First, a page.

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‘Tactical urbanism’ concept in an Indianapolis neighborhood slows traffic



Indianapolis, Indiana – On Indianapolis’ east side, temporary flood barriers are now bordering 10th Street to assist make the street traffic-safe.

The project was overseen by the Community Heights Neighborhood Association. The group engaged in “tactical urbanism” and put in place temporary solutions in order to persuade the local authority to come up with a long-term fix.

According to the case’s organizers, 10th Street’s wide route encourages vehicles to drive recklessly and at high speeds. Occasionally, vehicles will pass through or proceed in the left-turn lane.

The project was led by Leslie Schulte, president of the Community Heights Neighborhood Association. Vehicles behave like dragsters. They consequently believe they can go faster when they see this vast open road. Nothing is in front of me. Do cars obey the law if we break it up? Is that what we’re actually attempting to test here? Is the speed limit observed?

A mile-long stretch of 10th Street between Emerson and Arlington avenues will have some obstacles in the shape of diamonds. Due to concerns about road width, a bike lane barrier will only run from Ritter to Arlington avenues.

To promote safer driving there, another installation will be erected on 16th Street in front of Anna Brochhausen School 88 of Indianapolis Public Schools.

Andy Nielsen, a Democrat running for a district seat on the Indianapolis City-County Council, stated, “I think we can see a number of automobiles traveling pretty rapidly down 10th Street as we are sitting here right now. It has been a persistent problem.
The majority of the work must be concentrated on the direction east toward Arlington. On Tuesday, the bike lane barriers had not yet been set up.

According to Nielsen, 10th Street is extremely risky because (truck speeds while honking). There is one there, as you can see. He is moving quickly through.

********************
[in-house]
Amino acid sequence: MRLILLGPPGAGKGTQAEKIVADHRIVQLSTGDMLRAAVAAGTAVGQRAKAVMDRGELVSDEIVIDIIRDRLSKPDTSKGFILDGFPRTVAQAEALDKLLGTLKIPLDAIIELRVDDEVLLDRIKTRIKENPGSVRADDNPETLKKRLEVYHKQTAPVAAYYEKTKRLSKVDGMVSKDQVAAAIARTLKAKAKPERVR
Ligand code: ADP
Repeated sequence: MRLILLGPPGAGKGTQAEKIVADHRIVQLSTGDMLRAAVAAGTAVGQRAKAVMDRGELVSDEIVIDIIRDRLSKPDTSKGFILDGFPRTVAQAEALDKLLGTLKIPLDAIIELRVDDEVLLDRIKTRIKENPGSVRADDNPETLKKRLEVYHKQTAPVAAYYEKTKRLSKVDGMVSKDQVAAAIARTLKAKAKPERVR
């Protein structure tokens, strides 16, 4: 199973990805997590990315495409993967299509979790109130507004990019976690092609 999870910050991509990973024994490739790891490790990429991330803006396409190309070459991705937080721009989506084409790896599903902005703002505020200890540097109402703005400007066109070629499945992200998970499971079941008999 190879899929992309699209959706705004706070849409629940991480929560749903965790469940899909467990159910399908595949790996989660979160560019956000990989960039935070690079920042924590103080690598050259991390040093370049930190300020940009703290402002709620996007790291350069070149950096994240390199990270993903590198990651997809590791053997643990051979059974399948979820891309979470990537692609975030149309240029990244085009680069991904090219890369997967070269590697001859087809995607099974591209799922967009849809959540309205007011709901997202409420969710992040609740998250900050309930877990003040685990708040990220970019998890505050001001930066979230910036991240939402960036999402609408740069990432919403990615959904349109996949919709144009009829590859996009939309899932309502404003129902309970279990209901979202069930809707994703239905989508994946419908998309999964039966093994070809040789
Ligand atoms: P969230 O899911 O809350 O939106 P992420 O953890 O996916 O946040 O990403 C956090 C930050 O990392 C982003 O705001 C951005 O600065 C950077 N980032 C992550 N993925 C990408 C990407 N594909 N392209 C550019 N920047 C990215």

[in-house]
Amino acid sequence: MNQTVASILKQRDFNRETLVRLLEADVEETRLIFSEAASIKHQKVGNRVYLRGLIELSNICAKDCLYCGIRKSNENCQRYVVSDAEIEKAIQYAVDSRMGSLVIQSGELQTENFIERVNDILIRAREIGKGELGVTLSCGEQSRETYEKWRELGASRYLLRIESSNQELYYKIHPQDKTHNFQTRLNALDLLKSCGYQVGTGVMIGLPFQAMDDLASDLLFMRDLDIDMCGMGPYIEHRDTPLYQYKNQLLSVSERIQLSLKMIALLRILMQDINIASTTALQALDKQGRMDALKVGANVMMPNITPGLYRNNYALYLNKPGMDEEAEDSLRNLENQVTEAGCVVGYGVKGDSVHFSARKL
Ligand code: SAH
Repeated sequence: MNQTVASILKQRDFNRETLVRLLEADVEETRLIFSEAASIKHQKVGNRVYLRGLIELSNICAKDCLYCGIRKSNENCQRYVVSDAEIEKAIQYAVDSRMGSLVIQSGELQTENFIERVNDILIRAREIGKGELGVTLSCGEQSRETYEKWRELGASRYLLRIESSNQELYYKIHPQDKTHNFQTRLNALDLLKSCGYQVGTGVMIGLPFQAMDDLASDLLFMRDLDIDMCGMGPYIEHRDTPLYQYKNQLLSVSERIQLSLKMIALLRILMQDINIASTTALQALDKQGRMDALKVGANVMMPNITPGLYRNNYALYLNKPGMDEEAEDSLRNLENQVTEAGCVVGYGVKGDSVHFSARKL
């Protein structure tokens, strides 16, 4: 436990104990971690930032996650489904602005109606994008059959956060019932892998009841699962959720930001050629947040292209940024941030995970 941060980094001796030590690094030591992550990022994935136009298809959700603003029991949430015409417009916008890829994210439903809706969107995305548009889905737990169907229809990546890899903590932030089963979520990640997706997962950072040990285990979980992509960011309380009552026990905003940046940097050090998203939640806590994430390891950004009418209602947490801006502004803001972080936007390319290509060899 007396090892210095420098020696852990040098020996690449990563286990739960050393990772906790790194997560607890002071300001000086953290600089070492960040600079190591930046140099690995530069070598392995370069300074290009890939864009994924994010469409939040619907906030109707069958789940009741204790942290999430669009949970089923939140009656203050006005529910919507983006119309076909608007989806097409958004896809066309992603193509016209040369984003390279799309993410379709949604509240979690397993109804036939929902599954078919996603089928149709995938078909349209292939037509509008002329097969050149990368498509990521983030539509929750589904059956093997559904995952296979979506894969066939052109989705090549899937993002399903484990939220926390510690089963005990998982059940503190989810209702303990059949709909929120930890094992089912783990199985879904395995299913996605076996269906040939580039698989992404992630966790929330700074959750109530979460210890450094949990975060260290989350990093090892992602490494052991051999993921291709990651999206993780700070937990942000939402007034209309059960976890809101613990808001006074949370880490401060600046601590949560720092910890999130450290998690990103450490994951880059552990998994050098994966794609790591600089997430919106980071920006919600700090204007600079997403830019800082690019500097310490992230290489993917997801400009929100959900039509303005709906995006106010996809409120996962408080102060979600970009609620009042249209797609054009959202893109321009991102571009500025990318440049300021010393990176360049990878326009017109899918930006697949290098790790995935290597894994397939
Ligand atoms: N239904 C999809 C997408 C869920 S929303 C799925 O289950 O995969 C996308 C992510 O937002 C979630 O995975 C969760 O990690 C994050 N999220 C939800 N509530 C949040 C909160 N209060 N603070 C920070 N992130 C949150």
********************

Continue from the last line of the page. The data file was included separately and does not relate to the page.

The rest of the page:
The water barriers are a short-term solution that will allow the local authorities to gather more data and think about long-term changes.

“At one point in time,” recalled Schulte, “someone was speeding down the center-turn lane, and they were going in excess of 100 mph.”

Three unofficial bollards were the first officially recognized example of tactical urbanism in Indianapolis. These were put in near the I-65 on-ramp at 12th and Illinois streets in the spring. On Illinois, that block is the only one devoid of movable bollards enforcing the bike lane. Carloyn Kawada was riding her bike, as she does every day, along Illinois to go home from work. She claimed that she feels safer now that there are bollards to prevent autos from hitting bikers.

I truly value them, Kawada said, “just so cars won’t ram into me when I’m waiting for the light.” This intersection appears to be the most dangerous since drivers only want to get onto the expressway.

These initiatives are permitted by the city’s tactical urbanism program, but they are funded by the neighborhood where they are located.

By means of the Indianapolis Neighborhood Infrastructure Partnership Program, the city contributes to a 50% financing match. According to Daniel Stevenson with the Department of Public Works, “This will actually provide neighborhoods with an easier route to get that funding to do these projects that they think they would like to see.”

Painting the streets and bike lanes to draw attention to specific locations is another example of tactical urbanism that can be seen in Indianapolis.

On Saturday, work on the Community Heights project will continue.

By submitting a form to the Department of Public Works, anyone interested in applying for a new tactical urbanism project can do so.

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